Betsy’s Dream

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A little girl finds her own place in her grandmother’s house.

Betsy’s Dream

One day, a little girl named Betsy went to stay with her grandmother in the city.

Betsy’s mother and father, who were farmers, had been invited to attend a United nations conference on farming Tanzania, in Africa. Betsy had not been invited to go.

“It’s only for three weeks,” Betsy’s mother said, “and it’s not like we’re taking a holiday without you; we’ll be working hard the whole time we’re a way. We’ll be helping people—so you’ll be a good girl, and not be selfish, won’t you?”

But Betsy still didn’t like the idea of being left behind, or going to her grandmother’s house (where she’d never been before) and it took some solid bribery—the promise of an exotic present from Tanzania, a trip to the zoo, and a wooden model of a dinosaur from her father—before Betsy, very reluctantly, agreed to stay with her grandmother.

Betsy’s grandmother’s house was tall and narrow and filled with many unusual objects. A potter’s wheel and kiln were in the basement; boxes of china and kitchen utensils and used clothing (which were being save for a garage sale) were stacked on the dining-room table, which had been moved into the living-room to make space for filing cabinets and a cranky photocopier in the dining room. Upstairs, there were a pinball machine, a barber’s chair, and a computer in one of the spare bedrooms (where Betsy slept) and a roll-top desk and an electric typewriter in the other.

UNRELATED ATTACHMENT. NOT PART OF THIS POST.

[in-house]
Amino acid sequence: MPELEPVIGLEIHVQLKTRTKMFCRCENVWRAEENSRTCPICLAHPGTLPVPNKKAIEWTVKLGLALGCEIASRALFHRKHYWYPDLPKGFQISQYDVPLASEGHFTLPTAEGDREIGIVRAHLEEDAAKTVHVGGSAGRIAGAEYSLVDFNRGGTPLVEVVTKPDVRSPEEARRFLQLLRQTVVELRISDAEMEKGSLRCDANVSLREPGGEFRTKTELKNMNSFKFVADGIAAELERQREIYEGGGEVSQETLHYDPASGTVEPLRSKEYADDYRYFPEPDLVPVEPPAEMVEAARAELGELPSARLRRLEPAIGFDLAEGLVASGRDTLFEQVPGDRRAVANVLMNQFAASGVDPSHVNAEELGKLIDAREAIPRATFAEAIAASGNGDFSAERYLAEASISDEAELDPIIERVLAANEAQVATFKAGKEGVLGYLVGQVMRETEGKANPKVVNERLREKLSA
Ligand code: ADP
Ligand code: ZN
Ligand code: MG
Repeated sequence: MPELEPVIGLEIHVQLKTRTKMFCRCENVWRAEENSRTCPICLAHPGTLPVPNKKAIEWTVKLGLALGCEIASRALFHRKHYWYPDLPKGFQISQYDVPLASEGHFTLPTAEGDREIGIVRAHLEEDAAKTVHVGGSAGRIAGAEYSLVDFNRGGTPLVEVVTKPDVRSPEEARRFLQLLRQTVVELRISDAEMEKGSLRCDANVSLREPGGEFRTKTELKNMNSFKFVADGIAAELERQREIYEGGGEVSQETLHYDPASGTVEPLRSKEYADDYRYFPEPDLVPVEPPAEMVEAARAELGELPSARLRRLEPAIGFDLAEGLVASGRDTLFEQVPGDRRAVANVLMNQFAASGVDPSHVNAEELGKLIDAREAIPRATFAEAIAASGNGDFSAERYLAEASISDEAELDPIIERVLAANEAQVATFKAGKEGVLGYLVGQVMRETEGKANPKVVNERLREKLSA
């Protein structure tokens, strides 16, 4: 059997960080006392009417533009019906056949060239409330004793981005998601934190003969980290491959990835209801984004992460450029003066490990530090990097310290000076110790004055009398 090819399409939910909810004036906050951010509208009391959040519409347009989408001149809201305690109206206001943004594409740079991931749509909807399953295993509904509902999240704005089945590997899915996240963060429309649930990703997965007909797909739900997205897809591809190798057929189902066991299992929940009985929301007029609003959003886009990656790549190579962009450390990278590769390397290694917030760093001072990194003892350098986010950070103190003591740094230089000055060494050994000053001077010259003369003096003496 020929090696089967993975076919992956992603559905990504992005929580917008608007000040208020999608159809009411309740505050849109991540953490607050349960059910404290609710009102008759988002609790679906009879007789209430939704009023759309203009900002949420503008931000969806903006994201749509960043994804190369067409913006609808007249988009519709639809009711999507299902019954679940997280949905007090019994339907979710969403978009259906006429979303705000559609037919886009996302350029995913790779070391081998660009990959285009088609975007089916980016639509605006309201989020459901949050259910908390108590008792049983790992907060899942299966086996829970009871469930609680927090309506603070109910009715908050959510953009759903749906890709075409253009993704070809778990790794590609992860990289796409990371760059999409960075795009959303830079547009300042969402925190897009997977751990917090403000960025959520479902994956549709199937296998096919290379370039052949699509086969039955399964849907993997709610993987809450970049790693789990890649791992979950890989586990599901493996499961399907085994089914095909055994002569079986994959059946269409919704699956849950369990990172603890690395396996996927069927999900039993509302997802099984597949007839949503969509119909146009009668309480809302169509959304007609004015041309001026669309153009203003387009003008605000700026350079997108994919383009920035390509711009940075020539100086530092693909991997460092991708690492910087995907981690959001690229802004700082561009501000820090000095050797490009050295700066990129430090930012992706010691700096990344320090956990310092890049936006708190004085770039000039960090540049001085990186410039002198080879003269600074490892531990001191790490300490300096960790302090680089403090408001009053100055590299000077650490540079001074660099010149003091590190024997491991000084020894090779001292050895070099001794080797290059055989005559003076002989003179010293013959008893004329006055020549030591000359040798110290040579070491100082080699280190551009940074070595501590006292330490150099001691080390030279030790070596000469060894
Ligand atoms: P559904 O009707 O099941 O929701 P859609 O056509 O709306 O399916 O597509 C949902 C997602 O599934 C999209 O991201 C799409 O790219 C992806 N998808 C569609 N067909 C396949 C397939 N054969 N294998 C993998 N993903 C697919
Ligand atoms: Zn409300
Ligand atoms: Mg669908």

Betsy’s grandmother was tall and thin and brisk and always busy. Every morning she descended to her studio in the basement where she threw large gobs of clay on the potter’s wheel and whirled them into jugs and coffee-mugs and vases, which she baked in her kiln. Every afternoon, she ascended to her office on the second floor, where she clattered the keys of her typewriter at a great rate, writing article on pottery-making and letters-to-the-editor. Every evening, she entertained visiting poets or firemen, or presided over meetings of the Save Our Stream Committee. There was a constant hustle and bustle throughout the house, with the telephone ringing every few minutes, and the front and back doors continually opening and closing as people came and went.

In fact, there was so much going on, there wasn’t any room for Betsy.